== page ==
Jamie Raskin understands the gravity of the situation in which he's been placed.
On Monday, the House of Representatives forwarded one article of impeachment against former president Donald Trump to the Senate.
When a Senate trial begins on Feb. 9, Raskin, the congressman from Maryland's eighth congressional district, will be in the spotlight as the lead manager presenting the House's case to the assembled senators.
The evening before the House's impeachment vote, Speaker Nancy Pelosi called Raskin – a constitutional law professor at American University's Washington College of Law – to ask if he was prepared to accept the solemn responsibility of leading the impeachment team in the Senate.
In a recent phone interview, the exhaustion in Raskin's voice was palpable.
The national attention of the impeachment comes as Raskin also wrestles with personal tragedy.
On Dec. 31, his son Tommy, 25, died from suicide, leaving his family a note that read in part, “Please forgive me. My illness won today.”
Raskin said Tommy's memory has helped give him strength as he and the other managers prepare their case.
“I'd be letting him down if I did not live up to this responsibility,” he said.
Their case will focus on what they see as Trump's role in attacking and undermining the results of the 2020 election, including filing dozens of lawsuits challenging the results, pressuring and coercing officials involved in tabulating those results and threatening Congress by helping inspire followers to storm the U.S. Capitol on Jan. 6 while Raskin and his colleagues were inside certifying the Electoral College results.
As for those who argue that the impeachment is pointless now that Trump has already left office, Raskin said the timing of events makes it even worse.
“We don't give presidents a free pass for their last three or four weeks in office,” he said.
A Monmouth University poll released Monday showed that 56 percent of people who answered favored impeachment, while 44 percent were opposed, according to the political newspaper The Hill.
Meanwhile, mounting Republican opposition to the proceedings indicates that many GOP senators would eventually vote to acquit Trump. Democrats would need the support of 17 Republicans — a high bar — to convict him, according to the Associated Press.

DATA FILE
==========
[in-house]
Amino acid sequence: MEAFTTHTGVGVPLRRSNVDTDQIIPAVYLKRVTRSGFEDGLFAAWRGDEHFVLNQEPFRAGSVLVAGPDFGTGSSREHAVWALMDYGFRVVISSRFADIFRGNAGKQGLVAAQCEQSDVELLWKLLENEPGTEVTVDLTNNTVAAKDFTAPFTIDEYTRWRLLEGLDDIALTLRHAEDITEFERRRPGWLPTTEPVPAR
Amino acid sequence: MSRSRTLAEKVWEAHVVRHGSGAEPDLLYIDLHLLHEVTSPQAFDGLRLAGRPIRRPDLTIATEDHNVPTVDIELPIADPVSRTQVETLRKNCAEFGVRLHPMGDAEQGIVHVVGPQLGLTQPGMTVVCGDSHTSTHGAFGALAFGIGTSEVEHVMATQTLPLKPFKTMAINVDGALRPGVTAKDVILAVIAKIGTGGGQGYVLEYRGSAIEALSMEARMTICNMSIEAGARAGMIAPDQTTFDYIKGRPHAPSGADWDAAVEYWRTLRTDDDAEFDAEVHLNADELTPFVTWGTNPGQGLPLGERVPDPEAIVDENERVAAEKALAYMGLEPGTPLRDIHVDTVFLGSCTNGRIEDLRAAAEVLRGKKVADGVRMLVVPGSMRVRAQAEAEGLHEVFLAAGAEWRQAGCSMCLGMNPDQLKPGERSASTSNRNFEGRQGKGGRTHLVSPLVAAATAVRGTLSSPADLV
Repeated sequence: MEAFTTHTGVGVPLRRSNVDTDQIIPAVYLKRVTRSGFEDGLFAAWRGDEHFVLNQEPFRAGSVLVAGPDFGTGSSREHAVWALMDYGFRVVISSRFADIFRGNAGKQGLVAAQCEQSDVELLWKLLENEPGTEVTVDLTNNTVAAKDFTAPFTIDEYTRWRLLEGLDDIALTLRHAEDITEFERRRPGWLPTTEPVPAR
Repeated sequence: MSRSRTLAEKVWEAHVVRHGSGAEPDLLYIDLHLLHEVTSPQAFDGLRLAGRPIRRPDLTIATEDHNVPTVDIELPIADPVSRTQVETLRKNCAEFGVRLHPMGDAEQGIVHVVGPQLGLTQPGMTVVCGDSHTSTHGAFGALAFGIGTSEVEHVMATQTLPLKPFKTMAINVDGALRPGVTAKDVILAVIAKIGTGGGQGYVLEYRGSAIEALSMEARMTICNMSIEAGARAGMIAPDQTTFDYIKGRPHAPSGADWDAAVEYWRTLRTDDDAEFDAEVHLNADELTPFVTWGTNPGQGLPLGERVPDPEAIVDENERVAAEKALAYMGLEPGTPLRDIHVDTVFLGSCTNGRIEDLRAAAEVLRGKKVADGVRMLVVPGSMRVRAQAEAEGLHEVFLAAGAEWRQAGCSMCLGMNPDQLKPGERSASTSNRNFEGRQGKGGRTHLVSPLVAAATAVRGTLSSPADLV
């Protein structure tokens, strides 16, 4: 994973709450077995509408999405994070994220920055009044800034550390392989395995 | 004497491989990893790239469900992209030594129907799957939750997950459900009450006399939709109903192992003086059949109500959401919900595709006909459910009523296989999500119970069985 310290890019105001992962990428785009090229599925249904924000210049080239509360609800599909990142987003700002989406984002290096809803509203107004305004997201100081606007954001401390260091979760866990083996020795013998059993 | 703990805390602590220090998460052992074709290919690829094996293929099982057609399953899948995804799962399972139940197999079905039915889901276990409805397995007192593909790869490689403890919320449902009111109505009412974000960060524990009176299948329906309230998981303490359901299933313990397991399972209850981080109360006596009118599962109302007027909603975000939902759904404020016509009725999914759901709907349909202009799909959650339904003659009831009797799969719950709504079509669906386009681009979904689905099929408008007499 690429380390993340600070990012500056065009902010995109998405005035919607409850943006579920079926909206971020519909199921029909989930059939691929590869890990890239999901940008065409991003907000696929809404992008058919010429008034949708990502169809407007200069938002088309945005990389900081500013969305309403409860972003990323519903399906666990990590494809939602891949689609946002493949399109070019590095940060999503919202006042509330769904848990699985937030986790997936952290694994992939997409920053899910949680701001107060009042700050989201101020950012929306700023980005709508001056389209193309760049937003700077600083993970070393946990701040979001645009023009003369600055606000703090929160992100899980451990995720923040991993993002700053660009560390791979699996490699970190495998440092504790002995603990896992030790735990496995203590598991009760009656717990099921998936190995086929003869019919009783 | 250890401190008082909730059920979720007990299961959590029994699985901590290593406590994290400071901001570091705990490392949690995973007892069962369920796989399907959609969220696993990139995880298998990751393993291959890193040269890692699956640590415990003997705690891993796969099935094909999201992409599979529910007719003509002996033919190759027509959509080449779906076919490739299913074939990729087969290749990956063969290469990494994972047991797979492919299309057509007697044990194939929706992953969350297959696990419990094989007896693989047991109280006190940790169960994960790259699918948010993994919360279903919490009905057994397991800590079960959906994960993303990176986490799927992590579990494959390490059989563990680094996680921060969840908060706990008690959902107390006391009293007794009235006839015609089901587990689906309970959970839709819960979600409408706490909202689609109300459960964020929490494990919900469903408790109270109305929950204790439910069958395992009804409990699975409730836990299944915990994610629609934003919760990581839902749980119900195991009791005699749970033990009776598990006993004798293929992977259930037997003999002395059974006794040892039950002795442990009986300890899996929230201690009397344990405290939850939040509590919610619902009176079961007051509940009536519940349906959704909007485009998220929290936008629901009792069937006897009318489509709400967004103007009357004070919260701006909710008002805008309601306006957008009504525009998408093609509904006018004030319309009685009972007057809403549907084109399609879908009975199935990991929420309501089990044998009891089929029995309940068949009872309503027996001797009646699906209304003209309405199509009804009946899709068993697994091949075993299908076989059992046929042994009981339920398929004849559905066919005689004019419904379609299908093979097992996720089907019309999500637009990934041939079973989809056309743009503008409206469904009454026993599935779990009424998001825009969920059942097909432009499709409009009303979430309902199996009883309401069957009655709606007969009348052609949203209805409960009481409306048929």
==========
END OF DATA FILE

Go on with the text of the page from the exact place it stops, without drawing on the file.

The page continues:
Sen. Tom Cotton, R-Ark., said he doesn’t believe the Senate has the constitutional authority to convict Trump after he has left office.
“I think a lot of Americans are going to think it’s strange that the Senate is spending its time trying to convict and remove from office a man who left office a week ago,” Cotton said.
Raskin and the other managers will be describing a narrative of what happened leading up to the election and the events at the Capitol, said Laurence Tribe, a constitutional law scholar and the Carl M. Loeb University Professor at Harvard Law School, who first met Raskin when the congressman was a “star” student at Harvard Law in the 1980s.
Along with helping set Raskin on his path as a constitutional expert, Tribe noted that his class was also where Raskin met his wife, Sarah Bloom Raskin, a former member of the Board of Governors for the Federal Reserve and a deputy treasury secretary in the Obama administration.
Along with being a legal scholar, Raskin is also a “tremendous human being,” Tribe said.
Raskin, Tribe said, understands the role that impeachment plays in the constitutional system and is good at articulating a broad range of ideas and emotions.
While Trump's lawyers will argue that the Senate has no jurisdiction to try the case, Tribe, like Raskin, believes the House managers will have little trouble disproving that point.
The thing the founders most feared was a “charismatic demagogue” who could stir up the emotions of the people, he said.
“Donald Trump is exactly what they were afraid of,” he said.
As he and his fellow managers prepare their case, Raskin said he realizes how much work the country has to do to heal and unite the political divisions that have arisen within it.
That will be the next step once they get through holding people accountable, he said, and he hopes to be able to play a small part in the process.
While he's respected across the political spectrum – former Republican Congressman Trey Gowdy once described Raskin to the News-Post as one of his favorite colleagues – and has been able to develop friendships with some Republicans in Congress, Raskin said he misses the closer relationship between Democrats and Republicans that marked his tenure in the Maryland Senate from 2007 to 2016.
Everyone needs to do a better job with that, he said.
But for now, he prepares for his role at the center of the storm with his son's memory in his heart, facing trauma on both a personal and national level.
“Destiny sends us all to places we would not have expected to go,” Raskin said.